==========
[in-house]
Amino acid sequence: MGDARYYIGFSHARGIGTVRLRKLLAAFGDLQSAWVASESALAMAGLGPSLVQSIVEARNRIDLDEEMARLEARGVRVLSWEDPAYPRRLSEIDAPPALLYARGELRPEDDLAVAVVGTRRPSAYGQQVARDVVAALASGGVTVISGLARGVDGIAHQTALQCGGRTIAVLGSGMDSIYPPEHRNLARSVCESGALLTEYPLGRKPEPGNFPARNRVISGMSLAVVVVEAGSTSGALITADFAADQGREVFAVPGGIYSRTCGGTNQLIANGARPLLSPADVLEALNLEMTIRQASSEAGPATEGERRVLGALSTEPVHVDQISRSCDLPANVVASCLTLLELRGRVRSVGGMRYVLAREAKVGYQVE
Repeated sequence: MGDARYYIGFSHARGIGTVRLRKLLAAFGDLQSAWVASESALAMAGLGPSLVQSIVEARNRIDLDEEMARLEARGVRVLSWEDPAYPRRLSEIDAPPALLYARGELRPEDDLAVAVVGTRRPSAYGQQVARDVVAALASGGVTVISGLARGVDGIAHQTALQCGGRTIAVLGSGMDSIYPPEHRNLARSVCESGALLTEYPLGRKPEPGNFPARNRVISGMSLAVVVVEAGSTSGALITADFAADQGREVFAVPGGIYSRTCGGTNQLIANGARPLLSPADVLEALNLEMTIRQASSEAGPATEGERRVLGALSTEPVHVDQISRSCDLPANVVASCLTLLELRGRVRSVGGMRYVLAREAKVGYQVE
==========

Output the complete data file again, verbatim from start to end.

[in-house]
Amino acid sequence: MGDARYYIGFSHARGIGTVRLRKLLAAFGDLQSAWVASESALAMAGLGPSLVQSIVEARNRIDLDEEMARLEARGVRVLSWEDPAYPRRLSEIDAPPALLYARGELRPEDDLAVAVVGTRRPSAYGQQVARDVVAALASGGVTVISGLARGVDGIAHQTALQCGGRTIAVLGSGMDSIYPPEHRNLARSVCESGALLTEYPLGRKPEPGNFPARNRVISGMSLAVVVVEAGSTSGALITADFAADQGREVFAVPGGIYSRTCGGTNQLIANGARPLLSPADVLEALNLEMTIRQASSEAGPATEGERRVLGALSTEPVHVDQISRSCDLPANVVASCLTLLELRGRVRSVGGMRYVLAREAKVGYQVE
Repeated sequence: MGDARYYIGFSHARGIGTVRLRKLLAAFGDLQSAWVASESALAMAGLGPSLVQSIVEARNRIDLDEEMARLEARGVRVLSWEDPAYPRRLSEIDAPPALLYARGELRPEDDLAVAVVGTRRPSAYGQQVARDVVAALASGGVTVISGLARGVDGIAHQTALQCGGRTIAVLGSGMDSIYPPEHRNLARSVCESGALLTEYPLGRKPEPGNFPARNRVISGMSLAVVVVEAGSTSGALITADFAADQGREVFAVPGGIYSRTCGGTNQLIANGARPLLSPADVLEALNLEMTIRQASSEAGPATEGERRVLGALSTEPVHVDQISRSCDLPANVVASCLTLLELRGRVRSVGGMRYVLAREAKVGYQVE